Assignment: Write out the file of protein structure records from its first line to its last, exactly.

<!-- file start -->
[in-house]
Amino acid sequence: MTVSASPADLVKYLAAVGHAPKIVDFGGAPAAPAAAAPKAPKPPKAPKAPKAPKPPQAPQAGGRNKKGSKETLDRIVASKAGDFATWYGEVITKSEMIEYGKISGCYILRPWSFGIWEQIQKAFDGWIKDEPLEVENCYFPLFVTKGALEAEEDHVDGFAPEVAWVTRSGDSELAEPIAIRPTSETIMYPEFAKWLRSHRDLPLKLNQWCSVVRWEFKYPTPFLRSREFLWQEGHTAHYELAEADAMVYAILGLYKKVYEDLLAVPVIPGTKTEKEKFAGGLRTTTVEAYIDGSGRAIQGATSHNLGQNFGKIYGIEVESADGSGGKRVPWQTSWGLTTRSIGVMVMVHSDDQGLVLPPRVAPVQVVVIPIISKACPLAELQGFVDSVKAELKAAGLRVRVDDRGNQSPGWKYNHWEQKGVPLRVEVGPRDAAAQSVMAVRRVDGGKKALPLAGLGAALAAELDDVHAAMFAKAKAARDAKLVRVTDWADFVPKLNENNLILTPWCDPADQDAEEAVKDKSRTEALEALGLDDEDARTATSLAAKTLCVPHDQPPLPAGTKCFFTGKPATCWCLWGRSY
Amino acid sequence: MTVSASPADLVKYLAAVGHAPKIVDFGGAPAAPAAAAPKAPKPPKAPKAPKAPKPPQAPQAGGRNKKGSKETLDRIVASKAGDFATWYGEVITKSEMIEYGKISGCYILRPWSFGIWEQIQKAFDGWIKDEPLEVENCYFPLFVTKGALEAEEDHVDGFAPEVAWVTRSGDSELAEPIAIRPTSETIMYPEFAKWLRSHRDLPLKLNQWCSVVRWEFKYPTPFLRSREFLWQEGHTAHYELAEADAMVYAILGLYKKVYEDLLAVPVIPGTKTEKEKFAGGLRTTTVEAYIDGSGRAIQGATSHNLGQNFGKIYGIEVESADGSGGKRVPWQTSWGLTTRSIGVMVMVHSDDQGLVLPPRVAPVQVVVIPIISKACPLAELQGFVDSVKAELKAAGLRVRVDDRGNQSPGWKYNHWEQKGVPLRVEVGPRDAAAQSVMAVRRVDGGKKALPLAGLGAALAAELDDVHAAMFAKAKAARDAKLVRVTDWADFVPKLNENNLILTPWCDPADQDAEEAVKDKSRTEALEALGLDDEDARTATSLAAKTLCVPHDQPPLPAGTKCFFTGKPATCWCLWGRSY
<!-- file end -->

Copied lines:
[in-house]
Amino acid sequence: MTVSASPADLVKYLAAVGHAPKIVDFGGAPAAPAAAAPKAPKPPKAPKAPKAPKPPQAPQAGGRNKKGSKETLDRIVASKAGDFATWYGEVITKSEMIEYGKISGCYILRPWSFGIWEQIQKAFDGWIKDEPLEVENCYFPLFVTKGALEAEEDHVDGFAPEVAWVTRSGDSELAEPIAIRPTSETIMYPEFAKWLRSHRDLPLKLNQWCSVVRWEFKYPTPFLRSREFLWQEGHTAHYELAEADAMVYAILGLYKKVYEDLLAVPVIPGTKTEKEKFAGGLRTTTVEAYIDGSGRAIQGATSHNLGQNFGKIYGIEVESADGSGGKRVPWQTSWGLTTRSIGVMVMVHSDDQGLVLPPRVAPVQVVVIPIISKACPLAELQGFVDSVKAELKAAGLRVRVDDRGNQSPGWKYNHWEQKGVPLRVEVGPRDAAAQSVMAVRRVDGGKKALPLAGLGAALAAELDDVHAAMFAKAKAARDAKLVRVTDWADFVPKLNENNLILTPWCDPADQDAEEAVKDKSRTEALEALGLDDEDARTATSLAAKTLCVPHDQPPLPAGTKCFFTGKPATCWCLWGRSY
Amino acid sequence: MTVSASPADLVKYLAAVGHAPKIVDFGGAPAAPAAAAPKAPKPPKAPKAPKAPKPPQAPQAGGRNKKGSKETLDRIVASKAGDFATWYGEVITKSEMIEYGKISGCYILRPWSFGIWEQIQKAFDGWIKDEPLEVENCYFPLFVTKGALEAEEDHVDGFAPEVAWVTRSGDSELAEPIAIRPTSETIMYPEFAKWLRSHRDLPLKLNQWCSVVRWEFKYPTPFLRSREFLWQEGHTAHYELAEADAMVYAILGLYKKVYEDLLAVPVIPGTKTEKEKFAGGLRTTTVEAYIDGSGRAIQGATSHNLGQNFGKIYGIEVESADGSGGKRVPWQTSWGLTTRSIGVMVMVHSDDQGLVLPPRVAPVQVVVIPIISKACPLAELQGFVDSVKAELKAAGLRVRVDDRGNQSPGWKYNHWEQKGVPLRVEVGPRDAAAQSVMAVRRVDGGKKALPLAGLGAALAAELDDVHAAMFAKAKAARDAKLVRVTDWADFVPKLNENNLILTPWCDPADQDAEEAVKDKSRTEALEALGLDDEDARTATSLAAKTLCVPHDQPPLPAGTKCFFTGKPATCWCLWGRSY